Study examines how your brain changes if you go on a long space flight

After spaceflight, cognitive performance of NASA astronauts is in sync with changes in brain structure, shows a study

Astronauts' brains change in space. Pixabay

Do NASA astronauts in space show cognitive performance in sync with structural changes in their brains? How the human brain adapts in space or in a sheltered atmosphere of "microgravity" is being explored by neuroradiologist Donna R. Roberts of the Department of Radiology and Radiological Science at the Medical University of South Carolina. After an earlier study, she had reported that the astronaut's brain would shift upward, with tissue crowding up at the top and the ventricular system expanding, following fairly long missions on the International Space Station (ISS).

In a new study, Roberts and her colleagues reviewed brain magnetic resonance (MR) imaging scans of NASA astronauts. They noticed a lot of structural changes in the brain, especially following long spaceflight missions. The changes kept in pace with alterations in motor skills and cognitive performance of astronauts. The American Journal of Neuroradiology published Roberts' paper, "Prolonged Microgravity Affects Human Brain Structure and Function," online in October.

"This study looks at cognitive changes in the brains of astronauts," said Roberts. "Not a lot is known about cognitive impairment in humans during spaceflight. Although this study evaluates a small subset of astronauts, it's significantly larger than any previously published study of its kind involving astronauts or Russian cosmonauts."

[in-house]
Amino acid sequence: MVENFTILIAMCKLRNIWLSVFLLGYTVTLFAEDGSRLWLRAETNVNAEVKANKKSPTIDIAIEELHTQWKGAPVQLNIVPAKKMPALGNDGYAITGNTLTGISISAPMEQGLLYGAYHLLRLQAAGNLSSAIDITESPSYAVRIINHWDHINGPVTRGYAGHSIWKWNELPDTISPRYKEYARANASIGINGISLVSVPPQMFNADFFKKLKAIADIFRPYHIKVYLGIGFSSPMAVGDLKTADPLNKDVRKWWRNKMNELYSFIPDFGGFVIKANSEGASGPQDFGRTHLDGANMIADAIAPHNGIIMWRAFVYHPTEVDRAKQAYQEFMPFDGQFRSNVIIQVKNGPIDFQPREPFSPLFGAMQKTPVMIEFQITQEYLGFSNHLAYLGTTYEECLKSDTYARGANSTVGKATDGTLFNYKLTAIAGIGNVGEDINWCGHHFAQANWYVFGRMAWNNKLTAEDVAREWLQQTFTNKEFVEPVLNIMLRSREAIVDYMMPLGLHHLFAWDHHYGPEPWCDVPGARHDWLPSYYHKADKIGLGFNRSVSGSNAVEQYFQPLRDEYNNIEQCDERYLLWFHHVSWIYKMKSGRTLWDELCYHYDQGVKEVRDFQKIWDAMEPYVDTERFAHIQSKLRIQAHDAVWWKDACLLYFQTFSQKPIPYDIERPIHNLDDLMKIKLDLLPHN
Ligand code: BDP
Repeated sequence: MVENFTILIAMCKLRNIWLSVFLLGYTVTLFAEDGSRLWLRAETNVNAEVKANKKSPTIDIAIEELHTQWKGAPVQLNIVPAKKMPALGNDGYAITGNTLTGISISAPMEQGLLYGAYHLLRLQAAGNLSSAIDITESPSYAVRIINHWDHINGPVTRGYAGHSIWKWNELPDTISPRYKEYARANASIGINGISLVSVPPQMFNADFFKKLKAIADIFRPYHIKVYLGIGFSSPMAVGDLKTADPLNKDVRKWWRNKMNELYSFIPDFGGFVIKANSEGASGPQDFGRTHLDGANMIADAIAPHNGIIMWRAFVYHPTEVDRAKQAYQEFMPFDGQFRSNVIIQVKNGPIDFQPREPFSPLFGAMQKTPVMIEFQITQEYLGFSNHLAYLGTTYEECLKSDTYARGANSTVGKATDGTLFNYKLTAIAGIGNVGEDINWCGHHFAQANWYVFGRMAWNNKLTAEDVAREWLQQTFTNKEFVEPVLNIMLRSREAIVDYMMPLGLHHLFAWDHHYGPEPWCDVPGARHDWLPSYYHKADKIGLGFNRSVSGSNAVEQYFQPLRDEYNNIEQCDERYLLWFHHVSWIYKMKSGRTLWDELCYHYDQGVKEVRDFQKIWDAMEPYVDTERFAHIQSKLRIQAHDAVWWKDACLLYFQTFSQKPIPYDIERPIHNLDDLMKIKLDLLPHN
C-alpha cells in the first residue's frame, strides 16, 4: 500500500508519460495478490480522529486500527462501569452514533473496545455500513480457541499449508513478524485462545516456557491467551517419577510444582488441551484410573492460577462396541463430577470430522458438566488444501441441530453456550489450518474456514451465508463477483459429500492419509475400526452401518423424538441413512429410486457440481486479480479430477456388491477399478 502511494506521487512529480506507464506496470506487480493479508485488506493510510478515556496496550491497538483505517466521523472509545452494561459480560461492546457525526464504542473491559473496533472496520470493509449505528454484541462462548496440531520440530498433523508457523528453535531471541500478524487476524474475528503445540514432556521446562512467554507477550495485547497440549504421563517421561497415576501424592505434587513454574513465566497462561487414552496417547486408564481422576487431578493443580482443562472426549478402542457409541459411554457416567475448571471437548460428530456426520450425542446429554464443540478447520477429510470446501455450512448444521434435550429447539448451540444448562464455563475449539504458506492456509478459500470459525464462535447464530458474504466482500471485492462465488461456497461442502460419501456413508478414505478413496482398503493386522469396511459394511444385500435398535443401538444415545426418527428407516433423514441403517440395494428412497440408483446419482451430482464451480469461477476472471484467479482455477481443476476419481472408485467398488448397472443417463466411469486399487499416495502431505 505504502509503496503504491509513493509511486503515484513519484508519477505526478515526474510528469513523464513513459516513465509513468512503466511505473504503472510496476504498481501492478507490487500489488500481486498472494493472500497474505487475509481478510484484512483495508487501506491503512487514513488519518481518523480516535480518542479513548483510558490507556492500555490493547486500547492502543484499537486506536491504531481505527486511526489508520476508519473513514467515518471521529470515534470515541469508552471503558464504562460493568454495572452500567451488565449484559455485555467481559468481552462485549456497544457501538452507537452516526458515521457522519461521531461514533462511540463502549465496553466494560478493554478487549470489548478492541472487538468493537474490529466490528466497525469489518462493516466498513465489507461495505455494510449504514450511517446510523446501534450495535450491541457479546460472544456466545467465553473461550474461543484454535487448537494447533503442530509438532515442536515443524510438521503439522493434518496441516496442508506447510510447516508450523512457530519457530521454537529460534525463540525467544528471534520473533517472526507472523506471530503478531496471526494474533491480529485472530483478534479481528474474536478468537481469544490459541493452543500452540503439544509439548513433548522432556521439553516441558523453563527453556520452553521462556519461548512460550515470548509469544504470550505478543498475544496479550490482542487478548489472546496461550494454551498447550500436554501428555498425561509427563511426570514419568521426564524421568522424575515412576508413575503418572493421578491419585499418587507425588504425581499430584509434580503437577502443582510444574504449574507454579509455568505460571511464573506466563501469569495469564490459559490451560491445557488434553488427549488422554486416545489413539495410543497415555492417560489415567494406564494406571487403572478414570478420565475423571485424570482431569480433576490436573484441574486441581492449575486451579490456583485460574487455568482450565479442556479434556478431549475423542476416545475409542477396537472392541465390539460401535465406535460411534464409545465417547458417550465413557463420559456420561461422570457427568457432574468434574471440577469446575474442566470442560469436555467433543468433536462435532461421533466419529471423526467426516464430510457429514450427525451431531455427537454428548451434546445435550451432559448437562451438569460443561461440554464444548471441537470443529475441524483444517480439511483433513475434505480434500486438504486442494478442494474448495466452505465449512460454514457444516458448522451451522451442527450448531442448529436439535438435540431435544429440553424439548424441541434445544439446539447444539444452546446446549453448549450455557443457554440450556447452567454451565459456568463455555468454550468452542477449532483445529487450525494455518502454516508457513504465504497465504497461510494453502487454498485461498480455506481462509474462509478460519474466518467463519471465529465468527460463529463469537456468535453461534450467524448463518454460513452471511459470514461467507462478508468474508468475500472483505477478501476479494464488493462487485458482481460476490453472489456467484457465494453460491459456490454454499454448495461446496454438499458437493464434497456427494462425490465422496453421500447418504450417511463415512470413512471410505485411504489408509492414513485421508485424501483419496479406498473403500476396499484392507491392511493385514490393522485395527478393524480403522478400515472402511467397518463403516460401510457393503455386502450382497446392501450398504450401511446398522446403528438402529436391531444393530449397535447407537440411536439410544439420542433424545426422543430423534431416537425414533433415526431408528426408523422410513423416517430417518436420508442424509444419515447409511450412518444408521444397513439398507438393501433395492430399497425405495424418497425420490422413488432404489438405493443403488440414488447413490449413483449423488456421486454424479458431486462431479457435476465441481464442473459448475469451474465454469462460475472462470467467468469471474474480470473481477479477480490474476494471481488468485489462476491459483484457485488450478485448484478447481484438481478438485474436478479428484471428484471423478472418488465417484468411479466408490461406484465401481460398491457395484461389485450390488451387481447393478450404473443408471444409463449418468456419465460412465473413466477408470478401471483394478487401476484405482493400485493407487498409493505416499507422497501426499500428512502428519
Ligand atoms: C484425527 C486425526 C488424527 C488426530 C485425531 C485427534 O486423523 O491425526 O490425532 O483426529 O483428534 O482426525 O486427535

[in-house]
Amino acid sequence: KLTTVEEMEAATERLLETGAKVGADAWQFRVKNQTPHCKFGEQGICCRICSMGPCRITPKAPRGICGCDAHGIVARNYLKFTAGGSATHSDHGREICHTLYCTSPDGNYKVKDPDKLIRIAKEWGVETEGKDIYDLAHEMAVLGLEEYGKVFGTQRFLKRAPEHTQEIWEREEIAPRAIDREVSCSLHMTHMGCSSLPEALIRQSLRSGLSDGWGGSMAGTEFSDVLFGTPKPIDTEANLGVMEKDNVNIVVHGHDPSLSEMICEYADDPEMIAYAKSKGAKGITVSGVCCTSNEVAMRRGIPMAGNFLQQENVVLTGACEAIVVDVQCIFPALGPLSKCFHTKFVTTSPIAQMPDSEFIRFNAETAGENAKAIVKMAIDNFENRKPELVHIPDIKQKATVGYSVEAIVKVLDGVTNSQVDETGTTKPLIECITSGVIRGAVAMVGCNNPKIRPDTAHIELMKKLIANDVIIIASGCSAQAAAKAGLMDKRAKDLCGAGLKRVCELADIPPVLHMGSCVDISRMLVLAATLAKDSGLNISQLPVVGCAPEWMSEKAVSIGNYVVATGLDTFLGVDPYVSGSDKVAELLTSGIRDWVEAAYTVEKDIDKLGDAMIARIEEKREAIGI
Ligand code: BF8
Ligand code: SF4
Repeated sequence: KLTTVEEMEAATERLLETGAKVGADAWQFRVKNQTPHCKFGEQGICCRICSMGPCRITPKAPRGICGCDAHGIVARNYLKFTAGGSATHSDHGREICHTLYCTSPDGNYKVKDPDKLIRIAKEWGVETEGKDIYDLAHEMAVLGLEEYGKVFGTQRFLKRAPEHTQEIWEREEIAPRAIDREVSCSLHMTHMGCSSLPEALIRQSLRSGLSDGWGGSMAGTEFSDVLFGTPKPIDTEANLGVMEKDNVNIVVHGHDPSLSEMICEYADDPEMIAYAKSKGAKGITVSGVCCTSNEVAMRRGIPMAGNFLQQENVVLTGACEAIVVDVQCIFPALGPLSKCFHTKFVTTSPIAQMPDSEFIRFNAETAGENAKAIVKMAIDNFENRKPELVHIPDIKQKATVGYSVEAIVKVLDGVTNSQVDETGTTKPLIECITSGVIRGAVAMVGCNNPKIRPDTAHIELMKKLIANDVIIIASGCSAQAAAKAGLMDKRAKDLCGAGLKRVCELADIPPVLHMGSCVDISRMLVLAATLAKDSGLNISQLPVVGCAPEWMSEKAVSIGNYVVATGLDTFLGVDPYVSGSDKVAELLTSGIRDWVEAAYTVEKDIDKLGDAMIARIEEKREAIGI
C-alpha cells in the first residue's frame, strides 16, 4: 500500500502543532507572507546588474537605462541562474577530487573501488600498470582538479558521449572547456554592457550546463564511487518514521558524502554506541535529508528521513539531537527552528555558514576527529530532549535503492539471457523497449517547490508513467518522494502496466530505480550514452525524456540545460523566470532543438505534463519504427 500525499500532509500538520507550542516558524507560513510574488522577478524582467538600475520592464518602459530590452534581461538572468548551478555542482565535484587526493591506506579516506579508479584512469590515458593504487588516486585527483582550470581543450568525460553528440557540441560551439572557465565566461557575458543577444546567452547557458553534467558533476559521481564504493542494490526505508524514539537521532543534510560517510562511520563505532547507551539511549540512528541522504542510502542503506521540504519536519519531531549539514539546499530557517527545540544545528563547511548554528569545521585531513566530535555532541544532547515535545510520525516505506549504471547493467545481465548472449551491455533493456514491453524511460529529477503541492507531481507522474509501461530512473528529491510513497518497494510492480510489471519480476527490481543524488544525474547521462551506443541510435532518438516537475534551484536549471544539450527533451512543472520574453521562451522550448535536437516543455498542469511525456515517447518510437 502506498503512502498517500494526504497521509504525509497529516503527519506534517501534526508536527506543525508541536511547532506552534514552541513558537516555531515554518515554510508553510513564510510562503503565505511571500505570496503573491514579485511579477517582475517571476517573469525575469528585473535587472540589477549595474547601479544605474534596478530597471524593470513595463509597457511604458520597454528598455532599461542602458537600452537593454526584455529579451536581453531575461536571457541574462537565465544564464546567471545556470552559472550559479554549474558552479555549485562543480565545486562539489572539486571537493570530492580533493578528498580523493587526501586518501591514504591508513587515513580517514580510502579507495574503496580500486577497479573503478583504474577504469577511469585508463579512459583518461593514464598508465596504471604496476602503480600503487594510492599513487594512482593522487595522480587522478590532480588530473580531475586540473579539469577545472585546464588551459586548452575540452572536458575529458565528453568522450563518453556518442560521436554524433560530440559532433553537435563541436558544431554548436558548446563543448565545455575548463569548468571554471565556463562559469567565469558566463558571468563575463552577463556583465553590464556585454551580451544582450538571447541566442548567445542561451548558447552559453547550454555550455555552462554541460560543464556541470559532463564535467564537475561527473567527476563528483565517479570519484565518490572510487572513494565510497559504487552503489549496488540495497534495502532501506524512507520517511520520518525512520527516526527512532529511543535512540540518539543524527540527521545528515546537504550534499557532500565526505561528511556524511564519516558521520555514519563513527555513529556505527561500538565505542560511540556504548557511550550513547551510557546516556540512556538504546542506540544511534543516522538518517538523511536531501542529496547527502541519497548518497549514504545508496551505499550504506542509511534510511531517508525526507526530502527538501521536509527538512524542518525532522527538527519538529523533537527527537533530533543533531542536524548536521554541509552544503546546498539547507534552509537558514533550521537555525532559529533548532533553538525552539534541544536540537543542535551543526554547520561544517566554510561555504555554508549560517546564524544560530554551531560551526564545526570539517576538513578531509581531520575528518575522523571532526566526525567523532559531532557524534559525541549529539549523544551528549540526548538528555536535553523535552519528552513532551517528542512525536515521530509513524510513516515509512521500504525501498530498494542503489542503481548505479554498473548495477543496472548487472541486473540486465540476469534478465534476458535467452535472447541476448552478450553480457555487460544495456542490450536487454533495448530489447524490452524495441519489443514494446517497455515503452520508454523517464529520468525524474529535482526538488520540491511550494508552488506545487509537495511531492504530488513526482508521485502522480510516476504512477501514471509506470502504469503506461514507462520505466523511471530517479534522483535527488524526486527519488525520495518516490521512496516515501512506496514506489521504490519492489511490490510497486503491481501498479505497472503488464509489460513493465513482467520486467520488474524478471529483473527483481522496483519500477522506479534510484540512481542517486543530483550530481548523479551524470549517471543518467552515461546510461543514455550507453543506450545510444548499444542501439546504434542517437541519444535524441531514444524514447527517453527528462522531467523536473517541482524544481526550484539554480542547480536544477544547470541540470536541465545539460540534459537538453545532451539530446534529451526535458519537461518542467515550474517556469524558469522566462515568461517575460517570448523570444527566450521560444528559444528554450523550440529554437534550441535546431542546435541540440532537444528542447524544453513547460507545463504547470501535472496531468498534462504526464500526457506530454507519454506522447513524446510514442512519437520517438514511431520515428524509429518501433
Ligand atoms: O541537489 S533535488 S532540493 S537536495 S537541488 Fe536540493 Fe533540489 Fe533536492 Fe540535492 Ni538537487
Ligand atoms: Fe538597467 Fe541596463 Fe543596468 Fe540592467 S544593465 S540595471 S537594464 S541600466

Information from the NASA Lifetime Surveillance of Astronaut Health (LSAH) programme was collected and compared to the pre- and post-spaceflight brain MR imaging of 19 NASA astronauts. Seven of these completed short-duration flights aboard the Space Shuttle. Another 12 astronauts went through long-duration missions in the ISS.

The research team assessed the pre- and post-spaceflight cognitive tests results of the 12 long-duration astronauts. They matched the data with what they found in the brain structure imaging. They used the Spaceflight Cognitive Assessment Tool for Windows (WinSCAT) battery test, a screening tool developed by NASA to gauge memory, computational skills, attention, visual tracking and spatial processing.

"The long-term effects of these brain changes are unknown at this time because of the need for more detailed brain imaging of our astronauts. With that data we can begin to answer some important questions -- Does the brain return to its pre-flight baseline? Are there any long-term consequences of the brain's structural and performance changes in microgravity?" Roberts said.

A number of analytical techniques enabled the scientists to evaluate brain MR imaging change data and cognitive and motor function scores. The scientists compared changes in the structure of the brain with the age of the astronaut during the launch as well as its duration. However, there is not enough data on how the brain adapts to microgravity, so Roberts advocates more research, noting that her study might have a lot of significance in health, which should be examined when policy-making and planning are undertaken.

"These are issues that won't go away," she continued. "We need to take the initiative to really understand what's happening now by studying the data and conducting the right tests. I think it will always be NASA's priority to focus on the astronauts and their safety. At some point all of us will need to understand this information to move forward."